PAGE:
The USD appears to be breaking out while both the EUR/USD and European equities are sending bearish signals. Both of these moves, should they continue, would be a headwind for Gold.
Last week we released an extensive report outlining the implications of a QUAD #4 (inflation and growth decelerating) GIP set-up through Q3. A link to that slide deck is included below:
We are waiting and watching closely for confirmation on this potential inflection point. Our current view that domestic growth is slowing remains intact. Although with commodity disinflation from the first half of the year and recent weakness in Europe, we are watching this re-tracement closely. Recent data has opened up an internal discussion about the strength of our #ConsumerSlowing theme:
- Commodity Disinflation
- Marginally better consumer spending and credit growth combating the absence of a positive trend in real wage growth:
- Household debt growth has increased from Q3 2013
- Trailing 12-month nominal consumer spending slightly outpacing nominal incomes (re-leveraging a potential tailwind to consumer spending capacity)
We highlighted developing credit trends in a note last Friday:
Gold currently stands right in the middle of key @Hedgeye TREND/TAIL levels after trading in a tight range last week (with the exception of a big rally Wednesday front-running Draghi’s speech.) The move suggests the market expected him to announce an asset purchase program. Gold ended the week up over +1%.
@Hedgeye intermediate-term TREND support is at $1271. The long-term TAIL Line of resistance sits at $1323. We would become louder on the long-side if Gold penetrates and holds this TAIL line. The narrative remains the same:
1. Growth expectations slow
2. U.S. interest rates fall
3. Both Gold and Long-term Treasury Bonds rise (holding the monetary policy of other reserve currencies constant over the more intermediate-term a very important factor to our gold thesis that we are watching intently right now).
Ten-year yields touched YTD lows Friday reflecting skepticism around a sustainable recovery despite the +4.1% initial Q2 GDP bounce. After breaking @Hedgeye long-term TAIL support, 1.70% is the next line of defense. The ten-yr yield is down over 20% from the beginning of the year and currently sits near the lows at 2.43% (2.36% YTD low late last week). Our risk management signals suggest the momentum embedded in this trend makes further downside to 1.70% a more probable scenario than the consensus 3%+ expectation.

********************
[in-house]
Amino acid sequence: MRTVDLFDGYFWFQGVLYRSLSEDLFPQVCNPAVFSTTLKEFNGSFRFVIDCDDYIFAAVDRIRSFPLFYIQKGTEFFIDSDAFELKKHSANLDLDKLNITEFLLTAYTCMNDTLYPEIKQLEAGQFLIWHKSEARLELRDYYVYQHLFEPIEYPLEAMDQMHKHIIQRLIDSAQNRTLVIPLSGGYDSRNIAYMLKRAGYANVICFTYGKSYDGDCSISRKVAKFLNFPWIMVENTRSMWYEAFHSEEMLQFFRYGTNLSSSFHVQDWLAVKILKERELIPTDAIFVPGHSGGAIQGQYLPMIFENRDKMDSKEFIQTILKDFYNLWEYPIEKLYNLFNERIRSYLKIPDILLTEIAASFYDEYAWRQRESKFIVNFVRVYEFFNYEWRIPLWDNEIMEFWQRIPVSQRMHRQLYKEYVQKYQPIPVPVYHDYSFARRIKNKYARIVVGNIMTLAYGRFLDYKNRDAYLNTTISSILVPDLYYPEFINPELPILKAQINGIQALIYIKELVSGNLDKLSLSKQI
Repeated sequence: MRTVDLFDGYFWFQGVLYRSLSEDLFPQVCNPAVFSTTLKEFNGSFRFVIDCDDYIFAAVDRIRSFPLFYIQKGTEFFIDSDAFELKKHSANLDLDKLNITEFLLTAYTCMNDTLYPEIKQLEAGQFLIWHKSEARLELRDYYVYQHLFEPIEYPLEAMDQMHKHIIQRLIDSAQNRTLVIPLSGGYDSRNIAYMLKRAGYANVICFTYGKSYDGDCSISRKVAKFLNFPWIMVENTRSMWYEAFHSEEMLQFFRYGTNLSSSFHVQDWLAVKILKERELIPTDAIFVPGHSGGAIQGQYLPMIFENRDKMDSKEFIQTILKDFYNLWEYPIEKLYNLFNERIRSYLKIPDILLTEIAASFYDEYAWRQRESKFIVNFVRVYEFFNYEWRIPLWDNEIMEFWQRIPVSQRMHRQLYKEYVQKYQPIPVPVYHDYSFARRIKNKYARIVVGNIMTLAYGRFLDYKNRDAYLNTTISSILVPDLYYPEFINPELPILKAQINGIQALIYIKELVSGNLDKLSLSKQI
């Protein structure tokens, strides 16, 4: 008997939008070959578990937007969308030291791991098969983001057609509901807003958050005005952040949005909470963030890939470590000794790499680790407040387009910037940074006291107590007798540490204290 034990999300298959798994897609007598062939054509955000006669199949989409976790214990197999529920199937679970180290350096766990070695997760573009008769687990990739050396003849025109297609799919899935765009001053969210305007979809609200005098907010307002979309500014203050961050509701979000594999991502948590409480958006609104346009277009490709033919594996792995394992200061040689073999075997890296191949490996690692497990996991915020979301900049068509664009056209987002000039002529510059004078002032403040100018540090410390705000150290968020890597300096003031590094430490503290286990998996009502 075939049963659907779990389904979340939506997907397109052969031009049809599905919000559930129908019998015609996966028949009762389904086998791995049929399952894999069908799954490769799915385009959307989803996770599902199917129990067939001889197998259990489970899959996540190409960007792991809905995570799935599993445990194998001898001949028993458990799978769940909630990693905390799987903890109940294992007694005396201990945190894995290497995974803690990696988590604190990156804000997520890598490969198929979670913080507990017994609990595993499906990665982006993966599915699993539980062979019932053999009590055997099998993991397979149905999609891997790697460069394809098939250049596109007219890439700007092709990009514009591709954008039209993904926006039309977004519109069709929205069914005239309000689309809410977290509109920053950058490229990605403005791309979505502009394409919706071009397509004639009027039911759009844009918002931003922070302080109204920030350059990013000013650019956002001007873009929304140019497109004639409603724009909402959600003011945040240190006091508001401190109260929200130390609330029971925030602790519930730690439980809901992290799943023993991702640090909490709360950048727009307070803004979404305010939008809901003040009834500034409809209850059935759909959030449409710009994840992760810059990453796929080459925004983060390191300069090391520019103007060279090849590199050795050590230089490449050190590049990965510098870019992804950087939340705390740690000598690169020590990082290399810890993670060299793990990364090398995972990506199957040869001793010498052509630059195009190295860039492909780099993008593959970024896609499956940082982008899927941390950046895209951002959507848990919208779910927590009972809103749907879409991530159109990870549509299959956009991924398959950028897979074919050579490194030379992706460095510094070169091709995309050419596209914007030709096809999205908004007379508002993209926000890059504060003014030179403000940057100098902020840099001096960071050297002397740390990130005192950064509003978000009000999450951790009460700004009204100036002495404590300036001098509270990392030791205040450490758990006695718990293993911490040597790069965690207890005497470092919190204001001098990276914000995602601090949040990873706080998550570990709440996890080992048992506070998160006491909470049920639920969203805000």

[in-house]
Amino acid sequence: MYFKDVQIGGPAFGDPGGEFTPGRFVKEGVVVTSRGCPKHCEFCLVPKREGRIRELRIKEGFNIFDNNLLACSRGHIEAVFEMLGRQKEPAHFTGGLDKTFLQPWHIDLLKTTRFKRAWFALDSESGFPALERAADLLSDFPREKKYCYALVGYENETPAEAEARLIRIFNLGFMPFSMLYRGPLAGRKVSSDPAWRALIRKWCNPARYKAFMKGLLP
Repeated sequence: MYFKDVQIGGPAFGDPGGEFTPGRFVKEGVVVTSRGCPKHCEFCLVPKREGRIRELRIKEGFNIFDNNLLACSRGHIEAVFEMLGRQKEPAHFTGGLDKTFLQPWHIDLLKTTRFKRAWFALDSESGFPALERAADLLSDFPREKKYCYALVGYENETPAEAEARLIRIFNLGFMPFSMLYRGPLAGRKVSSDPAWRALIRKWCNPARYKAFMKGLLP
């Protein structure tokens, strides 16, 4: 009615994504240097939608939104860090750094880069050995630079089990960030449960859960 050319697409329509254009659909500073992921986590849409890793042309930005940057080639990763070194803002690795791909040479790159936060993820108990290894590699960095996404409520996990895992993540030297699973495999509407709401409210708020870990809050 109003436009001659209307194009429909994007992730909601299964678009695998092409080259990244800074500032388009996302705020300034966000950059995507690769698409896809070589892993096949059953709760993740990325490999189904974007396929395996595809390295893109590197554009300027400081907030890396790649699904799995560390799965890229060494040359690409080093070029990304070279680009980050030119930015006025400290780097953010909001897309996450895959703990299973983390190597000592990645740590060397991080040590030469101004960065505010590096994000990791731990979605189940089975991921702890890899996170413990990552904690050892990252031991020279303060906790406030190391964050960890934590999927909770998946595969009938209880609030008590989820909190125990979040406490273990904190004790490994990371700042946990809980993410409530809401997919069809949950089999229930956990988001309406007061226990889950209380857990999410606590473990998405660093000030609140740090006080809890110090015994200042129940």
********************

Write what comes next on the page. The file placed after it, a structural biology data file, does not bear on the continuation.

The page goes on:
Although this narrative for the USD outlook works both for and against the price of gold under certain scenarios, we continue to believe real growth expectations in the U.S. for the second half of 2014 remain too high. About a month ago we published a note outlining the thesis on Gold’s interaction with monetary policy by walking through its performance vs. other asset classes under different economic scenarios:
Right now there are two big headwinds to our position that will have implications for Gold’s direction:
- The quantitative signals suggest upside for the dollar and downside for the Euro: An apparent breakout in the dollar to the upside coupled with an incrementally more dovish Draghi is a headwind for Gold. The Euro is at a nine month low currently after topping in March of this year. European data is slowing (magnified in the countries which outperformed in the first half), and a majority of European equity indices are breaking down.
Our recommendation is short:
- European Equities (ETF: EZU)
- Weak Europe, Dovish Draghi: The expectation for economic weakness has been somewhat priced-in with expectations that some form of easing from the ECB is right around the corner. The outlook in the U.S. is more uncertain. If growth does miss in the U.S., the fed may get more dovish.. SO MAY THE ECB.
Two comments in particular from Draghi last week caught our attention:
- Readiness to pull the trigger on an asset purchase program.
His tone this past week reflected his willingness to stand ready for an ABS purchase program. In fact, he more or less said that he would implement an asset-backed purchase program (QE without the government bond and public asset purchase program). Not a single economist surveyed by Bloomberg expected a change in interest rates from Draghi last week, but the bounce in Gold suggests the market may have expected some kind of easing out of Draghi Thursday.
- Allusion to divergent policies in the U.K. and U.S. moving forward
The president more or less said the ECB Monetary Policy Committee cannot be outdone with regards to easy-money policy implementation. We interpreted his comments as a confident gesture that the Euro will continue to weaken against the USD and Pound over the intermediate to long-term.
European equity performance ugly last week:
- Greece led the losers (-9.9%)
- Portugal retreated another -6.7% to -17.5% YTD
- The German DAX fell -2.2% to -5.7% YTD
Both the quant signals and our GIP model suggest Europe may slow for the next three consecutive quarters which could potentially warrant a surprisingly more dovish ECB policy. CAN DRAGHI CONVINCE THE MARKET HE’LL BE MORE DOVISH FROM HERE? Unfortunately don’t possess a crystal ball, but the recent weakness is concerning…
We DO believe growth estimates for the full year in the U.S. remain too high, and a more dovish tone will likely be received as bullish for gold on the margin. Please feel free to ping us with any comments or questions.